Range Hood FAQ – Ductless Range Hoods

What is a ductless range hood?

A range hood is an appliance that ventilates the kitchen by using a fan or blower to pick up the polluted air rising from the cooktop or range, and either extracting it to the outside or filtering it. If the hood is not ducted to the outside, it’s referred to as a “ductless range hood” or “recirculating range hood”.

Most full-size range hoods can be either ducted to the outside or ductless (sometimes called “convertible”), whereas quite a lot of undercabinet and microwave range hoods can only be ductless.

All Futuro Futuro range hoods (including customizable models such as the Insert/Liner) can be used in ducted or ductless mode.

Ducted (vented outside) Range Hood
Ducted (vented outside) Range Hood


Ductless (non-vented) Range Hood
Ductless (non-vented) Range Hood


Is there a major difference between ducted and ductless hoods?

Absolutely. A ducted hood actually removes the polluted air to the outside, getting rid of all forms of air pollution caused by cooking. Fresh air is drawn in from the outside, keeping the kitchen air clean, and preventing the cooking odors from spreading throughout the house. With a ductless range hood, the air is filtered and released back into the room.

Although it’s better than not having a range hood at all, unfortunately all the excess heat, moisture, and most of the solid smoke particles will be released right back into the kitchen. Just as a ductless air conditioning unit is easier to install but less effective than a ducted one, a ductless range hood is easy to set up but won’t give you the same performance as a range hood connected to an outside duct.

Is it worth the trouble to install a duct?

Unless you live in an apartment building where it’s absolutely prohibited to pierce an outside wall with a duct, it’s absolutely worth the trouble and expense to install an outside duct for kitchen ventilation.

When you consider the one-time cost of installing a duct, versus the ongoing cost of replacement carbon filters, the long-term advantage of a ducted hood becomes clear. For more information on this topic, see our article “Top 10 Reasons To Have A Range Hood”.

If ducting is impossible, is it still worth having a range hood?

Yes, it’s still worth it. Even if you can’t extract air to the outside, you can at least remove the grease particles and the odors. In some kitchens, you can even run a short duct that will terminate near a window, or in another part of the kitchen. This will help air circulation and disperse the heat from the cooking area, so cooking will be more comfortable.

The microscopic droplets of grease that are generated during cooking, tend to float through the air and settle on every available surface. Eventually, these droplets oxidize and create a sticky film that makes cabinetry and countertops hard to clean, and can contribute to bacteria growth. The metal mesh filters inside a range hood will capture the grease particles before they have a chance to spread, preventing this problem in the first place. A kitchen with a range hood – even a ductless range hood – will stay much cleaner, than one without.

All Futuro Futuro range hoods are equipped with dishwasher-safe, easily removable mesh filters.

What is a “carbon filter” or “charcoal filter”?

The most common type of filter for ductless range hoods, filled with particles of activated charcoal. Activated charcoal has millions of tiny pores that trap odor particles and other pollutants. The terms “charcoal filter”, “carbon filter”, “activated charcoal filter”, and “ductless filter” are interchangeable.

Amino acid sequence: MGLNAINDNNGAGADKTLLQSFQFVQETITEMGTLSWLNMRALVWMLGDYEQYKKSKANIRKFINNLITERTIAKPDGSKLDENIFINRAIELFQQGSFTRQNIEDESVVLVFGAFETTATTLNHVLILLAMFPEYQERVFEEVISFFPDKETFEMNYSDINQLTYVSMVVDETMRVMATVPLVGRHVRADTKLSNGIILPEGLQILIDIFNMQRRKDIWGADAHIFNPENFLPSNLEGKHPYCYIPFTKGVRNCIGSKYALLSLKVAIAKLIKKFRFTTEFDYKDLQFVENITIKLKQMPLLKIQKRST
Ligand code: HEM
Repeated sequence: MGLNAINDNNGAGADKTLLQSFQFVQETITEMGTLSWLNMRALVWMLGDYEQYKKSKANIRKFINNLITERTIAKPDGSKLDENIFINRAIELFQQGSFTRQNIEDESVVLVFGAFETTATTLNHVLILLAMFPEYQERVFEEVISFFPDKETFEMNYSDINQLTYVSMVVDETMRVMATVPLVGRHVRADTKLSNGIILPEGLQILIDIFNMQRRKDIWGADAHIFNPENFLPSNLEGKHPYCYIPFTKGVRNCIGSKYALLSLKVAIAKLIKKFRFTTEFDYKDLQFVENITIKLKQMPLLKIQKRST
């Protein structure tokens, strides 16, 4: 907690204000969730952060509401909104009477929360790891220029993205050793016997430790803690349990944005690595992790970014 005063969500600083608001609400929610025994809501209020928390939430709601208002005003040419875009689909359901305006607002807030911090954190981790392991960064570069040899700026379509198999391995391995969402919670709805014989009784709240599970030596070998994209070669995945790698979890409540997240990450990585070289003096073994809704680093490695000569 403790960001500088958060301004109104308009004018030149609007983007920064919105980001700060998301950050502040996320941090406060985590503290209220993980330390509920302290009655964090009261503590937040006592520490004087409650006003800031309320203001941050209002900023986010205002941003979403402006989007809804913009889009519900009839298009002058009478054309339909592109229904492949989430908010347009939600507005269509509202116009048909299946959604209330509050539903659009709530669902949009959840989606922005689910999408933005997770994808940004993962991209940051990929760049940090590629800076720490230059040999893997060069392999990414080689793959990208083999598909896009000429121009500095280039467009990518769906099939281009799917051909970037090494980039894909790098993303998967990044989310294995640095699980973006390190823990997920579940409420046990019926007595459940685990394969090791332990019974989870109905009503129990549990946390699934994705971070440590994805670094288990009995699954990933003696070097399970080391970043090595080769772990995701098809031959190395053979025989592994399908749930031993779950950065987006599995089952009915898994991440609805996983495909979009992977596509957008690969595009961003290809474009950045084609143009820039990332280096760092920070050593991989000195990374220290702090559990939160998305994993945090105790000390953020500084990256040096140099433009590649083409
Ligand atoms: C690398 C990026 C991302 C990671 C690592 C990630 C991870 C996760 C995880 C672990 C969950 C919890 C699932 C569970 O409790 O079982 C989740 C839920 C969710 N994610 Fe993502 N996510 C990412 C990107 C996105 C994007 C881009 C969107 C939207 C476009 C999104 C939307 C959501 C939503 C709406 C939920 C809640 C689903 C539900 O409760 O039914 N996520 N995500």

Unlike the metal mesh filters or baffle filters, charcoal filters cannot be washed or cleaned. A charcoal filter must be replaced once it’s saturated. Most range hood manufacturers recommend a specific timeframe for replacing a charcoal filter. Replacing the filters regularly keeps them from getting clogged up and reducing airflow.

Carbon Filter Types
Carbon Filter Types

Granules of activated charcoal inside a carbon filter
Granules of activated charcoal inside a carbon filter

What about local code requirements?

Keep in mind that some local building codes are very specific about kitchen ventilation. For example, if you’re installing a gas range (but not an electric or induction cooktop), the local code may require a ducted hood, in order to safely remove the carbon monoxide / dioxide produced by the gas combustion process. Check with your local code authority (competent contractor or builder, kitchen appliance dealer, or Department of Buildings or similar governmental entity).

Some local codes restrict the amount of airflow the range hood can produce, for example 400 or 600 CFM.

There are several solutions to this restriction:

  1. Use a “make-up air system”. The MUAS is an air supply mechanism with a sensor & valve that opens when the range hood is running. As the range hood is extracting the air from the kitchen to the outside, the make-up air system is replacing the lost volume. Some make-up air systems include an air pump and/or heating coil, to provide steady performance even in high-altitude and/or low-temperature climates.
  2. Use the range hood in ductless (recirculating) mode. This way, there’s no air being extracted to the outside, and no pressure differential to worry about. However, ductless range hoods aren’t as effective as ducted ones (see above paragraphs).
  3. All Futuro Futuro range hoods can be modified to limit the airflow. Since we inspect each and every item individually prior to shipping, our technicians can modify the range hood to limit the airflow – at no additional charge. Simply mention your request at the time of placing your order, or send us an E-mail, and we’ll have it taken care of for you, prior to shipping out the unit.

Questions? Call 1 (800) 230-3565 (USA Toll-Free) or 1 (718) 236-1570 (outside USA) for assistance